Ten of Australia’s biggest companies have promised to “invest more in Australia” if the Turnbull government’s plans to cut the company tax rate are passed by the Senate.
In an open letter to the Senate today, The Business Council of Australia and the leaders of 10 corporations, including Woolworths boss Brad Banducci, Fortescue Metals chairman Andrew Forrest, BHP’s Andrew McKenzie, Energy Australia Managing Director Catherine Tanna, Rob Scott of Wesfarmers, Qantas CEO Alan Joyce, Woodside Energy’s Peter Coleman, Brent Eastwood of the country’s meat processor JBS Australia, and MYOB’s Tim Reed, along with BCA CEO Jennifer Westacott, have argued that increased investment from tax cuts will lead to higher employment and wage growth.
Here’s the BCA’s full statement:
“We believe that a reduction in the corporate tax rate, as proposed through the Government’s enterprise tax plan, is urgent and vital to keep Australia competitive.”
“If the Senate passes this important legislation we, as some of the nation’s largest employers, commit to invest more in Australia which will lead to employing more Australians and therefore stronger wage growth as the tax cut takes effect.”
The pledge comes amid reports that the Turnbull government could be just one vote away from gaining Senate support for its plan to cut the company tax rate from the current 30% level to 25% by FY26-27.
While the plan is opposed by Labor, four crossbench senators have now agreed to back the government, including Tasmanian Jacqui Lambie’s replacement Steve Martin, along with South Australian Liberal defector Cory Bernardi, Queensland One Nation defector Fraser Anning and NSW Liberal Democrat David Leyonhjelm.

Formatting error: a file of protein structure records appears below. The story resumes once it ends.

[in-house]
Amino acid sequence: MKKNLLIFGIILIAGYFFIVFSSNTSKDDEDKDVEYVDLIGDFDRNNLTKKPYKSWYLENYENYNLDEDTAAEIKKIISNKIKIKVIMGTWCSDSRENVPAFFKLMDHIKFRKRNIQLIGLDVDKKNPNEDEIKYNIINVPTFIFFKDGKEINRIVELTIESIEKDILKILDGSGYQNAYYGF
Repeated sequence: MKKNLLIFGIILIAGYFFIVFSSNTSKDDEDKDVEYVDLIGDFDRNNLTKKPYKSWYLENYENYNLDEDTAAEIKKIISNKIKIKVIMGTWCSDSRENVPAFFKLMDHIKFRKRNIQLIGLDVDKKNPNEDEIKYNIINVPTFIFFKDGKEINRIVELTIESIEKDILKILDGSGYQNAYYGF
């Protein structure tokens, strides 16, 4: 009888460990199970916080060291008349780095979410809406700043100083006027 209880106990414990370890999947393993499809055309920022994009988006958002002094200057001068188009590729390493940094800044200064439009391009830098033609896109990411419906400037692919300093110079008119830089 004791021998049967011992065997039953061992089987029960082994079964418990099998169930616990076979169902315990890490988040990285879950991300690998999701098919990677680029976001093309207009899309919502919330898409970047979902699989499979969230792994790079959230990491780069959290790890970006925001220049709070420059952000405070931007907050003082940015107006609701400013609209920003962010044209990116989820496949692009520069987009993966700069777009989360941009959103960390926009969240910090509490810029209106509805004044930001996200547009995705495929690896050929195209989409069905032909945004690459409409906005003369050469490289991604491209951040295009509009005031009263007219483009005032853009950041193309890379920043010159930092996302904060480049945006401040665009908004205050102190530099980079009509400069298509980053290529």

With the three member One Nation bloc and Victorian independent Derryn Hinch are also looking at backing the company tax cut, the government would need the support of either South Australian senator Tim Storer, who quit Nick Xenophon Team this week to become an independent, or one of the two remaining NXT senators.
The initial roll out of the tax cuts for small business have already been approved by the Senate, reducing the tax rate companies with annual turnover of less than $50 million to 27.5%.
The BCA’s view aligns with the Government’s argument that cutting the company tax rate will deliver more jobs and higher wages.
While the BCA has not yet made a submission to the Fair Work Commission’s Annual Wage Review, which sets the country’s minimum wage, Australia’s peak employer body, the Australian Industry Group, wants the minimum wage increased 1.8% this financial year, arguing inflation remains weak and that businesses are struggling with a recent rise in energy costs.
Such an increase would be near half the 3.3% increase awarded in the 2017/18 financial year and less than the current rate of inflation.
Employment jumped by more than 400,000 in 2017, the largest increase in a calendar year on record.
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